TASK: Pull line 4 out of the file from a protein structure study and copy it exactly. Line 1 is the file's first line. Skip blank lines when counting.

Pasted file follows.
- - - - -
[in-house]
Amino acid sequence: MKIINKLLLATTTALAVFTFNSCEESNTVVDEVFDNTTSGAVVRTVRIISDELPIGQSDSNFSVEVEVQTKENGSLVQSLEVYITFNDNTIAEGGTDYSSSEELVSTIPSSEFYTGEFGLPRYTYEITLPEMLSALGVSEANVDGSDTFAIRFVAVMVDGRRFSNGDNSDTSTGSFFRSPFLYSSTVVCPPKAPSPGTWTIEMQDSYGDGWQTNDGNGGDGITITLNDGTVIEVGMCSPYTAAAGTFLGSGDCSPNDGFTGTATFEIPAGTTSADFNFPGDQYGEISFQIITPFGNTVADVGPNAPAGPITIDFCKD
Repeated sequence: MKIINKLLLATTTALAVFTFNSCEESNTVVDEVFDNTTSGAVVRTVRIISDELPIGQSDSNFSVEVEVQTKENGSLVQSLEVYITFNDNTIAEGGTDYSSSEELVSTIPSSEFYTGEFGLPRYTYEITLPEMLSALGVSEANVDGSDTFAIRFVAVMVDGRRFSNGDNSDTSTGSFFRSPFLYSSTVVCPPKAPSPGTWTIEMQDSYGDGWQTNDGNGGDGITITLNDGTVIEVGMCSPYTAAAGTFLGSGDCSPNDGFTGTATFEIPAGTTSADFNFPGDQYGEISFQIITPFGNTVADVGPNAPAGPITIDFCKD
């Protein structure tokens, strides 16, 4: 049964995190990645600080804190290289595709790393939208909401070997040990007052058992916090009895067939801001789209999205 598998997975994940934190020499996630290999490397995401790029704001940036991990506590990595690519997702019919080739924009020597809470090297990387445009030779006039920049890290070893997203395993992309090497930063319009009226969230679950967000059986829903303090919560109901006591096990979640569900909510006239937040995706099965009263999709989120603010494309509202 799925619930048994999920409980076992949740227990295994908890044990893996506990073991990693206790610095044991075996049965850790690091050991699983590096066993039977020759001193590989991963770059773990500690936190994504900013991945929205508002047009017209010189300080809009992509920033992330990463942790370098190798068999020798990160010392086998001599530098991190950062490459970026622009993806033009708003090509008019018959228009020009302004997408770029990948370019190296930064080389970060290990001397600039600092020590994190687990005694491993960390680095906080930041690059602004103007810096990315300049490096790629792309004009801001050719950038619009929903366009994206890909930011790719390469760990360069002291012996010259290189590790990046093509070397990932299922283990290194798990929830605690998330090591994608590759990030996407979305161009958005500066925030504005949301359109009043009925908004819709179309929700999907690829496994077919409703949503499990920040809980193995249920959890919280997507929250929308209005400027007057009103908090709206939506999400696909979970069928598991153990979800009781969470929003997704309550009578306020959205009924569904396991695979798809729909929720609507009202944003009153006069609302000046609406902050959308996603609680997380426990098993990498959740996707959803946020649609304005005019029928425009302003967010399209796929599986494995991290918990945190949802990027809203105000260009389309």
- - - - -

């Protein structure tokens, strides 16, 4: 049964995190990645600080804190290289595709790393939208909401070997040990007052058992916090009895067939801001789209999205 598998997975994940934190020499996630290999490397995401790029704001940036991990506590990595690519997702019919080739924009020597809470090297990387445009030779006039920049890290070893997203395993992309090497930063319009009226969230679950967000059986829903303090919560109901006591096990979640569900909510006239937040995706099965009263999709989120603010494309509202 799925619930048994999920409980076992949740227990295994908890044990893996506990073991990693206790610095044991075996049965850790690091050991699983590096066993039977020759001193590989991963770059773990500690936190994504900013991945929205508002047009017209010189300080809009992509920033992330990463942790370098190798068999020798990160010392086998001599530098991190950062490459970026622009993806033009708003090509008019018959228009020009302004997408770029990948370019190296930064080389970060290990001397600039600092020590994190687990005694491993960390680095906080930041690059602004103007810096990315300049490096790629792309004009801001050719950038619009929903366009994206890909930011790719390469760990360069002291012996010259290189590790990046093509070397990932299922283990290194798990929830605690998330090591994608590759990030996407979305161009958005500066925030504005949301359109009043009925908004819709179309929700999907690829496994077919409703949503499990920040809980193995249920959890919280997507929250929308209005400027007057009103908090709206939506999400696909979970069928598991153990979800009781969470929003997704309550009578306020959205009924569904396991695979798809729909929720609507009202944003009153006069609302000046609406902050959308996603609680997380426990098993990498959740996707959803946020649609304005005019029928425009302003967010399209796929599986494995991290918990945190949802990027809203105000260009389309």